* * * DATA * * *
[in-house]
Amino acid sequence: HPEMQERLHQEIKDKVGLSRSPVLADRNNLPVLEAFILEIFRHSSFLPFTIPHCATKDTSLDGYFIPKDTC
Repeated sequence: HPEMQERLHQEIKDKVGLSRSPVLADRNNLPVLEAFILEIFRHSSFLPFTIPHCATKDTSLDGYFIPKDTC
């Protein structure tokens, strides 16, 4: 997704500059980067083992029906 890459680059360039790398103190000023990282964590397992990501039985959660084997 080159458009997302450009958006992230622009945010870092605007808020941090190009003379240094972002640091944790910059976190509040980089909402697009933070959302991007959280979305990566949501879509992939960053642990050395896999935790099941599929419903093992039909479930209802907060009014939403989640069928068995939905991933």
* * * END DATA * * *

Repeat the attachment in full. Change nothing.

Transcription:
[in-house]
Amino acid sequence: HPEMQERLHQEIKDKVGLSRSPVLADRNNLPVLEAFILEIFRHSSFLPFTIPHCATKDTSLDGYFIPKDTC
Repeated sequence: HPEMQERLHQEIKDKVGLSRSPVLADRNNLPVLEAFILEIFRHSSFLPFTIPHCATKDTSLDGYFIPKDTC
């Protein structure tokens, strides 16, 4: 997704500059980067083992029906 890459680059360039790398103190000023990282964590397992990501039985959660084997 080159458009997302450009958006992230622009945010870092605007808020941090190009003379240094972002640091944790910059976190509040980089909402697009933070959302991007959280979305990566949501879509992939960053642990050395896999935790099941599929419903093992039909479930209802907060009014939403989640069928068995939905991933």